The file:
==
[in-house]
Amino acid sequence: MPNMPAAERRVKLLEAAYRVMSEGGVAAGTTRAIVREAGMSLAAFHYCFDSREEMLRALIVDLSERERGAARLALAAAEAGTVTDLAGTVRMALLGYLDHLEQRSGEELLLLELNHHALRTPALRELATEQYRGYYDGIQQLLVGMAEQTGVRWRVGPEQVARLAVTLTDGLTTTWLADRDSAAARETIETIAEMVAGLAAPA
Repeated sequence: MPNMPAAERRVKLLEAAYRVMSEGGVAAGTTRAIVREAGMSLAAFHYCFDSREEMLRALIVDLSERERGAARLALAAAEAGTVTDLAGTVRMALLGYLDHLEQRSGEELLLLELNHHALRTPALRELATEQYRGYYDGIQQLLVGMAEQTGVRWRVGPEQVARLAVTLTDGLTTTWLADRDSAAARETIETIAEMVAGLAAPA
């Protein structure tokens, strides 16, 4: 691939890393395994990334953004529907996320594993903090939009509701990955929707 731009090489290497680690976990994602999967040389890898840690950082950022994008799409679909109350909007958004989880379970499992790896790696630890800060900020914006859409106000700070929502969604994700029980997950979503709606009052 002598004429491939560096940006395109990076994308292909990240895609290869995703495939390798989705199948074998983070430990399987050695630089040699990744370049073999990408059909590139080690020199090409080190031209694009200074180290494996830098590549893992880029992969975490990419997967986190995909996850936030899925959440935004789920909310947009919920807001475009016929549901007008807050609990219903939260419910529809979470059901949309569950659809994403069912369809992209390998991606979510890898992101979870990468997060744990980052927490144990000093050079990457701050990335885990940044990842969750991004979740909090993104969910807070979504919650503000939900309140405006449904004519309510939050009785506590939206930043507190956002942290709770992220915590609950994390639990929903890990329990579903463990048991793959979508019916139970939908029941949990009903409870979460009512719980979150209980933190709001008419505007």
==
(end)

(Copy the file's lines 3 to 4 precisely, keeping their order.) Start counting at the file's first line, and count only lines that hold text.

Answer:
Repeated sequence: MPNMPAAERRVKLLEAAYRVMSEGGVAAGTTRAIVREAGMSLAAFHYCFDSREEMLRALIVDLSERERGAARLALAAAEAGTVTDLAGTVRMALLGYLDHLEQRSGEELLLLELNHHALRTPALRELATEQYRGYYDGIQQLLVGMAEQTGVRWRVGPEQVARLAVTLTDGLTTTWLADRDSAAARETIETIAEMVAGLAAPA
């Protein structure tokens, strides 16, 4: 691939890393395994990334953004529907996320594993903090939009509701990955929707 731009090489290497680690976990994602999967040389890898840690950082950022994008799409679909109350909007958004989880379970499992790896790696630890800060900020914006859409106000700070929502969604994700029980997950979503709606009052 002598004429491939560096940006395109990076994308292909990240895609290869995703495939390798989705199948074998983070430990399987050695630089040699990744370049073999990408059909590139080690020199090409080190031209694009200074180290494996830098590549893992880029992969975490990419997967986190995909996850936030899925959440935004789920909310947009919920807001475009016929549901007008807050609990219903939260419910529809979470059901949309569950659809994403069912369809992209390998991606979510890898992101979870990468997060744990980052927490144990000093050079990457701050990335885990940044990842969750991004979740909090993104969910807070979504919650503000939900309140405006449904004519309510939050009785506590939206930043507190956002942290709770992220915590609950994390639990929903890990329990579903463990048991793959979508019916139970939908029941949990009903409870979460009512719980979150209980933190709001008419505007």